Disclosure of Material Connection: I received a complimentary review e-galley of this book from the publisher via Edelweiss in exchange for an honest review. The opinions I have expressed are my own.

Review: The Lost Soul of Higher Education: Corporatization, the Assault on Academic Freedom, and the End of the American University

The Lost Soul of Higher Education: Corporatization, the Assault on Academic Freedom, and the End of the American University
The Lost Soul of Higher Education: Corporatization, the Assault on Academic Freedom, and the End of the American University by Ellen Schrecker
My rating: 3 of 5 stars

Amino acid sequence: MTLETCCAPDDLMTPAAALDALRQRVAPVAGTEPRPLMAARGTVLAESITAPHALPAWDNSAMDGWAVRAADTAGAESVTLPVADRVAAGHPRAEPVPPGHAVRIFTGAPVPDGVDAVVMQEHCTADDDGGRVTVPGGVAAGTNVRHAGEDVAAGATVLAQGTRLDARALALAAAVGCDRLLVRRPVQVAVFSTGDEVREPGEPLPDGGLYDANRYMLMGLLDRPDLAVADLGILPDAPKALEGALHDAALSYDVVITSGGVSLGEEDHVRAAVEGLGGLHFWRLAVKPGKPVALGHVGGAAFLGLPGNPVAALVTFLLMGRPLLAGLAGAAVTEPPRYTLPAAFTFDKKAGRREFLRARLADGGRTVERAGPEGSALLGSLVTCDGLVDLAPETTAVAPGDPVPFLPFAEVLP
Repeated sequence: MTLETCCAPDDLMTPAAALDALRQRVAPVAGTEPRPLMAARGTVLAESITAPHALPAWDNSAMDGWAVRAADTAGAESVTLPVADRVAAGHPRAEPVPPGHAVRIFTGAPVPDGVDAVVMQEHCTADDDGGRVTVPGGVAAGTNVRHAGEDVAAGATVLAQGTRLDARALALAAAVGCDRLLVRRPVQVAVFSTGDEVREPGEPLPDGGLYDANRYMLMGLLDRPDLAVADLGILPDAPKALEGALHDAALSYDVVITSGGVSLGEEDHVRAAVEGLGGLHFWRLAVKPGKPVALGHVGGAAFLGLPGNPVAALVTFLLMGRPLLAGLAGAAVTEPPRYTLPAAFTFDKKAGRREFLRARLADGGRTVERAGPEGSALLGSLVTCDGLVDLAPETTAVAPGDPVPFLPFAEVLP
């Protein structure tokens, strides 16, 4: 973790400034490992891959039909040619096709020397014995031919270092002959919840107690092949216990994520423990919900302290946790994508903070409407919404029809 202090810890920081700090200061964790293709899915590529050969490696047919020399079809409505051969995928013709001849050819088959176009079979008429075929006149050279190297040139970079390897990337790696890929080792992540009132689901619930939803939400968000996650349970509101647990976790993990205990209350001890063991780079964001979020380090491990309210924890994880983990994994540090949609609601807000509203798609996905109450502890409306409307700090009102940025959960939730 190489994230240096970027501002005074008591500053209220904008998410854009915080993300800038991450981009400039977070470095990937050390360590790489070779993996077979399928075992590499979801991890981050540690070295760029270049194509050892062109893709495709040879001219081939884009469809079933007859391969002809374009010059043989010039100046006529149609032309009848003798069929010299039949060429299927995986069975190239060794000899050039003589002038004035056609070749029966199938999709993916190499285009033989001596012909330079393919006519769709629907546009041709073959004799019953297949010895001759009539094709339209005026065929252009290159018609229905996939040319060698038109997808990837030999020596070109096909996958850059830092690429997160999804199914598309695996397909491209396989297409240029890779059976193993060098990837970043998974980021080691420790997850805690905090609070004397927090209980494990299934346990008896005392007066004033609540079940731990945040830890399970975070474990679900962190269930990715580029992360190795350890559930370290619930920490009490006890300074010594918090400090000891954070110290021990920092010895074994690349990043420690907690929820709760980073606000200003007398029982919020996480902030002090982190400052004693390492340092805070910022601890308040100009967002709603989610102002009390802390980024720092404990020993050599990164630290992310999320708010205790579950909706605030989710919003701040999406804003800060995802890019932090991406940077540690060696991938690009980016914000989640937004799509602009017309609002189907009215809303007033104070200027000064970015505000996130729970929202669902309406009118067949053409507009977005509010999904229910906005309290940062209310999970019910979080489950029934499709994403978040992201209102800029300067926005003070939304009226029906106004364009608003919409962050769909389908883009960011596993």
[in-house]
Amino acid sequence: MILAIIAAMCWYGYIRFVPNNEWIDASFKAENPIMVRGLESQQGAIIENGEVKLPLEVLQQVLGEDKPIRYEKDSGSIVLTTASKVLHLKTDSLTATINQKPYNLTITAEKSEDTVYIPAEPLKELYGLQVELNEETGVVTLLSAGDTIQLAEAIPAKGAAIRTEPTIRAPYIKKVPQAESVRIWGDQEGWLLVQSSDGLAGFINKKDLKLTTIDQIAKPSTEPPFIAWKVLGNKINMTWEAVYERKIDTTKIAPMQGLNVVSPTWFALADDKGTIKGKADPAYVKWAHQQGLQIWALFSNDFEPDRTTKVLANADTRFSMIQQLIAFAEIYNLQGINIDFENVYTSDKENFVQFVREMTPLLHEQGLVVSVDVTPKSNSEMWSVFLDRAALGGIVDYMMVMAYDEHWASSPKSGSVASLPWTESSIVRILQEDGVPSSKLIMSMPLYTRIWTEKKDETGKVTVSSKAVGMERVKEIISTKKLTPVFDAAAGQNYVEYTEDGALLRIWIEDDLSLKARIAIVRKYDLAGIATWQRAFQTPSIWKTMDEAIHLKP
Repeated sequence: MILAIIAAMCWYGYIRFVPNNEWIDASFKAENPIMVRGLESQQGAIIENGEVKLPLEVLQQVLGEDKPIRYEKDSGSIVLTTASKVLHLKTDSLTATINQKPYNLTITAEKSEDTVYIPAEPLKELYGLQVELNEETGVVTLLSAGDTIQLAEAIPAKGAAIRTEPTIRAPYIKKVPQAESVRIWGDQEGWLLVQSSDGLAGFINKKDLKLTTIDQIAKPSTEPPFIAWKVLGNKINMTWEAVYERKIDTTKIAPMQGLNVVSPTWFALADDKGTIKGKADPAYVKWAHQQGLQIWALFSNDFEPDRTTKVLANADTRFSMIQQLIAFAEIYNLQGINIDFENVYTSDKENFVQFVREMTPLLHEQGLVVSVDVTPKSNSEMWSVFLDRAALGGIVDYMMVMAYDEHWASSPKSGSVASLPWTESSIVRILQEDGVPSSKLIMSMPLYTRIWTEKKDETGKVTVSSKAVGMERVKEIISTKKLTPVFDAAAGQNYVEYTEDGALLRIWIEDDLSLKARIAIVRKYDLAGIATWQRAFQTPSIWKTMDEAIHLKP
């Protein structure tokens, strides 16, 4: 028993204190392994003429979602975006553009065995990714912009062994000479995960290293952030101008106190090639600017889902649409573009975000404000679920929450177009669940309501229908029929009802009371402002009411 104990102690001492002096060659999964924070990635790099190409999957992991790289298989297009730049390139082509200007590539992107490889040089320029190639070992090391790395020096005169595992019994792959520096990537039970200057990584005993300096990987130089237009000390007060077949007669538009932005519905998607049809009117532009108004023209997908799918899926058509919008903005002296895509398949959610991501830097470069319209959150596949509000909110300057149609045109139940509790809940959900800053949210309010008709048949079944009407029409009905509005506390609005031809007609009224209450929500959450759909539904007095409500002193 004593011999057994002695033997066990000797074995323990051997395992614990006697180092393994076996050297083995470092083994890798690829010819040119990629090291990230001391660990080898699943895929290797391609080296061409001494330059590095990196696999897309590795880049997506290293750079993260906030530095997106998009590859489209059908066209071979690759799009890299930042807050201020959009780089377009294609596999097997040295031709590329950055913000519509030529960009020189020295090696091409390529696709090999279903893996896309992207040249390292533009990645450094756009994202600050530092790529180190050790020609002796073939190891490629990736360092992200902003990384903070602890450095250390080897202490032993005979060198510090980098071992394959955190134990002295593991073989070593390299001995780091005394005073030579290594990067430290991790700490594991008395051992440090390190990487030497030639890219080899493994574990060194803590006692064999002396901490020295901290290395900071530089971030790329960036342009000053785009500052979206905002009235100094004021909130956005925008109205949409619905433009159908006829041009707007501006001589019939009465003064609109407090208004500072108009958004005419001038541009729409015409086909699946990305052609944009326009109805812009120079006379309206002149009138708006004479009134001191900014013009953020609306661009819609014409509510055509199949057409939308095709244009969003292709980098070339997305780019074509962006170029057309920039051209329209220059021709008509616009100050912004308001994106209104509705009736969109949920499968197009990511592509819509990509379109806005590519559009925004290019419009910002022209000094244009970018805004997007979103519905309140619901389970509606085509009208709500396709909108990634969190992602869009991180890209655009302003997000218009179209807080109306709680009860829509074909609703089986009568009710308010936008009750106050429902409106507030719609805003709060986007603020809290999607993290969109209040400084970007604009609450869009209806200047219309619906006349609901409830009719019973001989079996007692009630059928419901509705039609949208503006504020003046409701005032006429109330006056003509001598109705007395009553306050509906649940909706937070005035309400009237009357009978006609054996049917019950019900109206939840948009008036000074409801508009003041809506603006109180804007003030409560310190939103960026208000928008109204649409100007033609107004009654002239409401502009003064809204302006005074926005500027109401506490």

Ellen Schrecker is a historian and what she writes is a history of academic freedom issues at universities through the twentieth century. The surprising thing to me is that by and large, there are very few instances, and most in the McCarthy era of breaches of academic freedom. Even here it seems that Schrecker is working with a far more expansive idea of academic freedom that simply the freedom of a professor to address curriculum objectives in the matter he or she deems best and to choose freely one’s lines of research inquiry. What is less clear in the whole area of academic freedom what protection should be given to speech and associations that have nothing to do with one’s discipline but affect the reputation of the institution you work with. The truth is, except for rare instances, even here tenured faculty are generally protected. Primarily, Schrecker’s finding is that the exception almost always involves the squeeky wheel who doesn’t get along with colleagues or who insists upon saying outrageous things outside the classroom context, such as the Ward Churchill incident.